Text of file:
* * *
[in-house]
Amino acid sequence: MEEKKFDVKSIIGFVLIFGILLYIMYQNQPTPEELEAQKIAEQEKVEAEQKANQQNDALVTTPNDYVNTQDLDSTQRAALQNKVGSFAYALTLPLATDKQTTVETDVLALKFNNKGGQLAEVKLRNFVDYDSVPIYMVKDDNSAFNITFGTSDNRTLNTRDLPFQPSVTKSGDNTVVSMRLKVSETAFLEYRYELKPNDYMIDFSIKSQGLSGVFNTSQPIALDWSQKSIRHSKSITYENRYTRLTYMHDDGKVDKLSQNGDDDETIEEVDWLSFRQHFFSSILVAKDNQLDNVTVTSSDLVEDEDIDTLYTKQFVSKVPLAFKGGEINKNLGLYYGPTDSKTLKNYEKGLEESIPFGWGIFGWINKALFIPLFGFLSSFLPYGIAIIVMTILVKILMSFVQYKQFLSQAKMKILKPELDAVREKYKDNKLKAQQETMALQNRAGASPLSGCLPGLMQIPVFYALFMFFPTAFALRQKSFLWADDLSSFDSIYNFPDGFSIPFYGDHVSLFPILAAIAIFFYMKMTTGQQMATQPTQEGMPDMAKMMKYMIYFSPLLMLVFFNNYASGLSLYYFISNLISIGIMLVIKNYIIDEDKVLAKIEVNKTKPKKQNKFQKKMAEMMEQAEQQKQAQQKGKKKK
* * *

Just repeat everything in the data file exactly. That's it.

[in-house]
Amino acid sequence: MEEKKFDVKSIIGFVLIFGILLYIMYQNQPTPEELEAQKIAEQEKVEAEQKANQQNDALVTTPNDYVNTQDLDSTQRAALQNKVGSFAYALTLPLATDKQTTVETDVLALKFNNKGGQLAEVKLRNFVDYDSVPIYMVKDDNSAFNITFGTSDNRTLNTRDLPFQPSVTKSGDNTVVSMRLKVSETAFLEYRYELKPNDYMIDFSIKSQGLSGVFNTSQPIALDWSQKSIRHSKSITYENRYTRLTYMHDDGKVDKLSQNGDDDETIEEVDWLSFRQHFFSSILVAKDNQLDNVTVTSSDLVEDEDIDTLYTKQFVSKVPLAFKGGEINKNLGLYYGPTDSKTLKNYEKGLEESIPFGWGIFGWINKALFIPLFGFLSSFLPYGIAIIVMTILVKILMSFVQYKQFLSQAKMKILKPELDAVREKYKDNKLKAQQETMALQNRAGASPLSGCLPGLMQIPVFYALFMFFPTAFALRQKSFLWADDLSSFDSIYNFPDGFSIPFYGDHVSLFPILAAIAIFFYMKMTTGQQMATQPTQEGMPDMAKMMKYMIYFSPLLMLVFFNNYASGLSLYYFISNLISIGIMLVIKNYIIDEDKVLAKIEVNKTKPKKQNKFQKKMAEMMEQAEQQKQAQQKGKKKK